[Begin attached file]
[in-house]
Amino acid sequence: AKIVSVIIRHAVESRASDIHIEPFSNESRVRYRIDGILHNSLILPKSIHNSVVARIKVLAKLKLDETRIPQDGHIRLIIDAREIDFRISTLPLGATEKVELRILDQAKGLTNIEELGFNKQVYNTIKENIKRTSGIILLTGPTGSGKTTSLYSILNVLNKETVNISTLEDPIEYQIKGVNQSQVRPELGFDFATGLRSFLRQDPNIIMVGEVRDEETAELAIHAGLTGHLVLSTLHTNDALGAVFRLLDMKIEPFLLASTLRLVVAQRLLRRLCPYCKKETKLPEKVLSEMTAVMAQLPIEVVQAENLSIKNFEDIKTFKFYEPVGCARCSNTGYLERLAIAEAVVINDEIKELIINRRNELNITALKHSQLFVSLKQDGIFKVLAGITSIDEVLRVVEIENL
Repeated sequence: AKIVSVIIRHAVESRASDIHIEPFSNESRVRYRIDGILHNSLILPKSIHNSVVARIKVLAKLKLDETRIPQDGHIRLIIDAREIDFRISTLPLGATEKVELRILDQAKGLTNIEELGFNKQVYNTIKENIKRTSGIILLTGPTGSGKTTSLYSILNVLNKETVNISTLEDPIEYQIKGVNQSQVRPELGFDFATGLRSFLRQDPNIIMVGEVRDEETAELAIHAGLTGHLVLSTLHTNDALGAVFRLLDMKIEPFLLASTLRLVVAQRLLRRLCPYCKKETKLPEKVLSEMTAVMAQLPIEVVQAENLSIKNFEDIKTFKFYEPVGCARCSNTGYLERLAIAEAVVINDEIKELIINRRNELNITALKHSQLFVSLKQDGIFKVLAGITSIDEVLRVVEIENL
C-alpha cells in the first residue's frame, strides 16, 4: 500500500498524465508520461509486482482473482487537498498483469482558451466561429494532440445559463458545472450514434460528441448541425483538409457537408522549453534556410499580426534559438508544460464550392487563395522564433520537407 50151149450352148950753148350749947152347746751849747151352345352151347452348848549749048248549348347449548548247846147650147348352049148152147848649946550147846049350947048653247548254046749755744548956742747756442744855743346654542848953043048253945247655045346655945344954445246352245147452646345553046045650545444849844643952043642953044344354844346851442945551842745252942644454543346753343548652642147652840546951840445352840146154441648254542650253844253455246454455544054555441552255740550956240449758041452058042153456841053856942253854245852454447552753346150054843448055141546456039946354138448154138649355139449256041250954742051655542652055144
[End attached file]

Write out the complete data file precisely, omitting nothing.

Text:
[in-house]
Amino acid sequence: AKIVSVIIRHAVESRASDIHIEPFSNESRVRYRIDGILHNSLILPKSIHNSVVARIKVLAKLKLDETRIPQDGHIRLIIDAREIDFRISTLPLGATEKVELRILDQAKGLTNIEELGFNKQVYNTIKENIKRTSGIILLTGPTGSGKTTSLYSILNVLNKETVNISTLEDPIEYQIKGVNQSQVRPELGFDFATGLRSFLRQDPNIIMVGEVRDEETAELAIHAGLTGHLVLSTLHTNDALGAVFRLLDMKIEPFLLASTLRLVVAQRLLRRLCPYCKKETKLPEKVLSEMTAVMAQLPIEVVQAENLSIKNFEDIKTFKFYEPVGCARCSNTGYLERLAIAEAVVINDEIKELIINRRNELNITALKHSQLFVSLKQDGIFKVLAGITSIDEVLRVVEIENL
Repeated sequence: AKIVSVIIRHAVESRASDIHIEPFSNESRVRYRIDGILHNSLILPKSIHNSVVARIKVLAKLKLDETRIPQDGHIRLIIDAREIDFRISTLPLGATEKVELRILDQAKGLTNIEELGFNKQVYNTIKENIKRTSGIILLTGPTGSGKTTSLYSILNVLNKETVNISTLEDPIEYQIKGVNQSQVRPELGFDFATGLRSFLRQDPNIIMVGEVRDEETAELAIHAGLTGHLVLSTLHTNDALGAVFRLLDMKIEPFLLASTLRLVVAQRLLRRLCPYCKKETKLPEKVLSEMTAVMAQLPIEVVQAENLSIKNFEDIKTFKFYEPVGCARCSNTGYLERLAIAEAVVINDEIKELIINRRNELNITALKHSQLFVSLKQDGIFKVLAGITSIDEVLRVVEIENL
C-alpha cells in the first residue's frame, strides 16, 4: 500500500498524465508520461509486482482473482487537498498483469482558451466561429494532440445559463458545472450514434460528441448541425483538409457537408522549453534556410499580426534559438508544460464550392487563395522564433520537407 50151149450352148950753148350749947152347746751849747151352345352151347452348848549749048248549348347449548548247846147650147348352049148152147848649946550147846049350947048653247548254046749755744548956742747756442744855743346654542848953043048253945247655045346655945344954445246352245147452646345553046045650545444849844643952043642953044344354844346851442945551842745252942644454543346753343548652642147652840546951840445352840146154441648254542650253844253455246454455544054555441552255740550956240449758041452058042153456841053856942253854245852454447552753346150054843448055141546456039946354138448154138649355139449256041250954742051655542652055144